It’s no secret that in the last seven years or so I’ve shot hundreds of cameras, and owned as many more that I never made a single photograph with.
The cameras I’ve paid over £100 for I can count on one hand.
Those that cost me under £20 I’d need the hands of an entire village to help me add up.
So what is it about buying cameras that’s so alluring, and specifically, ones that cost so little?
I want to answer this in two parts.
First, the appeal of any used camera seems greater to me than using a brand new one.
Before I’ve even got my hands on it, I wonder –
Who’s owned it before?
Male or female, what age, what nationality, where did they live?
How did they use it?
To capture their holiday and family memories year after year? As a more serious art making tool that produced thousands of wonderful photographs? Or did they never even take it out of the box more than once or twice?
Where did they use it?
Just at home to photograph their cat (and if so where was home), all over the country, all over the world, in cities, forest, mountains, deserts?
And I wonder what sights that camera’s eye has seen, what places has it discovered, what experiences has it been an intimate witness to?
Second, we add in the bargain part.
One element here is that I just love getting value for money.
I’ve had cameras that cost hundreds new that I’ve paid a tiny fraction of that for.
The objective quality of the camera hasn’t changed over the years (in fact if anything it’s more likely to seem higher quality than modern equivalents).
I’m getting the same object that its first owner paid five or even 25 times for. This absolutely delights me.
Another factor is how incredibly well the experiences of using a bargain camera compare with other ways we can spend a similar amount of money.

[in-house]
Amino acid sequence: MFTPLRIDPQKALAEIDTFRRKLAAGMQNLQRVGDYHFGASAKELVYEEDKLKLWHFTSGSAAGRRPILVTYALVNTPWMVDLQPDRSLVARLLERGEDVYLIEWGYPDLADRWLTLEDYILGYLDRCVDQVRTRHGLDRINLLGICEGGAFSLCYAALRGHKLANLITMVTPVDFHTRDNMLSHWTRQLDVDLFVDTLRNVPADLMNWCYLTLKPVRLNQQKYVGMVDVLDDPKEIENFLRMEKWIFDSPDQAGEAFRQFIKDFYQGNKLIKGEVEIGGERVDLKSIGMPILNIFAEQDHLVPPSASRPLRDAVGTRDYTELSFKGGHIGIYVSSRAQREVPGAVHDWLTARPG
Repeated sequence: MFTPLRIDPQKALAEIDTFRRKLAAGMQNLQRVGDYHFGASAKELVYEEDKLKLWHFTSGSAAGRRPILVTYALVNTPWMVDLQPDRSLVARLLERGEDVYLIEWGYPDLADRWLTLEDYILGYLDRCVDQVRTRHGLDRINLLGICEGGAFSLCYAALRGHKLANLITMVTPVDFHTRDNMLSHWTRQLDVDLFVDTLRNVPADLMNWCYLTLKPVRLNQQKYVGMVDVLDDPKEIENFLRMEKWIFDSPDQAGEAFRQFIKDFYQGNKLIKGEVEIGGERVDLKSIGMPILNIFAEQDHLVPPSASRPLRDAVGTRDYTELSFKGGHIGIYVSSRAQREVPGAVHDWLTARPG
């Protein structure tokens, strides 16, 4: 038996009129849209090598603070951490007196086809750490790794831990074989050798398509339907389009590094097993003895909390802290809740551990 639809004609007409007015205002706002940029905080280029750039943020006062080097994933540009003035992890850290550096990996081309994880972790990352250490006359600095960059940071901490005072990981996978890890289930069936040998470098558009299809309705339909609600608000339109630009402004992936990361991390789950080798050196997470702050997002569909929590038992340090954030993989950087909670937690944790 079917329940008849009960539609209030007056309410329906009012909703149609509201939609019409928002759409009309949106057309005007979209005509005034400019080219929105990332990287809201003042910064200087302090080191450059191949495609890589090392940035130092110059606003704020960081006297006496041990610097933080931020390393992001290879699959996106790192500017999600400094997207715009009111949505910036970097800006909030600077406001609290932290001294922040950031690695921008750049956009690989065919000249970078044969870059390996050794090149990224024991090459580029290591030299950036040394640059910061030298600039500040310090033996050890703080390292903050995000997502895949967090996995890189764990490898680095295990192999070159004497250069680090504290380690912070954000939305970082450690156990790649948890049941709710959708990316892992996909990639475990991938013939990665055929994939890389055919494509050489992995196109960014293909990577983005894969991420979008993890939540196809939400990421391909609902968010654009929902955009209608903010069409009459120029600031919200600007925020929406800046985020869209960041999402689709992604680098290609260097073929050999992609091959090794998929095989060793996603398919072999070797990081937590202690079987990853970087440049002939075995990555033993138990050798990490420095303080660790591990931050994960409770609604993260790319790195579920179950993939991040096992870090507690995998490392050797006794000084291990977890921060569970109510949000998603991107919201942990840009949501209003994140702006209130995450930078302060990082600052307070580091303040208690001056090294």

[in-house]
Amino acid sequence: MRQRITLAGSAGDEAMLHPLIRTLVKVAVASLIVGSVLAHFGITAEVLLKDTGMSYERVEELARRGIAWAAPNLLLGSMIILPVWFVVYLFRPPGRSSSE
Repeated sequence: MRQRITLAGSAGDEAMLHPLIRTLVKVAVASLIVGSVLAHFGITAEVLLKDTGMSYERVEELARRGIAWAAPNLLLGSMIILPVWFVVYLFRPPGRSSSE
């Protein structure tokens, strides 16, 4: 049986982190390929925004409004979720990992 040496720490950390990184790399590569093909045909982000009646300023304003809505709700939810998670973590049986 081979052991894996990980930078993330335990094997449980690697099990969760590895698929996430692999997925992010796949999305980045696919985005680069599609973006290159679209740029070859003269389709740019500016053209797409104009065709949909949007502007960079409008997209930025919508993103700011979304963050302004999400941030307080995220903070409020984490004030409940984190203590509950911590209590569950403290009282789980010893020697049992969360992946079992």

Take something like the FujiFilm FinePix S7000 I bought a couple of months back for around £12.
I mean, what else does £12 buy you these days?
A main course in a half decent restaurant, or a starter in a more expensive one?
Two gallons of fuel that won’t even get you 100 miles?
A cheap t-shirt that might not last a dozen washes?
Half a day’s parking at an airport?
Weigh this up against the hours of potential joy the camera can bring – and the hours beyond those, when you enjoy and share the photographs you made with it – and it really has to be one of the most rewarding and intelligent uses of £12 – or any other small amount these old cameras can be picked up for.
So there we have it, the irresistible spell of the bargain camera.
Used cameras – very enticing with their past stories and promises of multiple future trips at your side.
Cheap cameras – amazing value experiences that can’t be matched by much else in any area of our lives.
You can see why I keep succumbing.
How about you? Do you have a weakness for the irresistible spell of the bargain camera too?
Please let us know in the comments below (and don’t forget to tick the “Notify me of new comments via email” box to follow the conversation).
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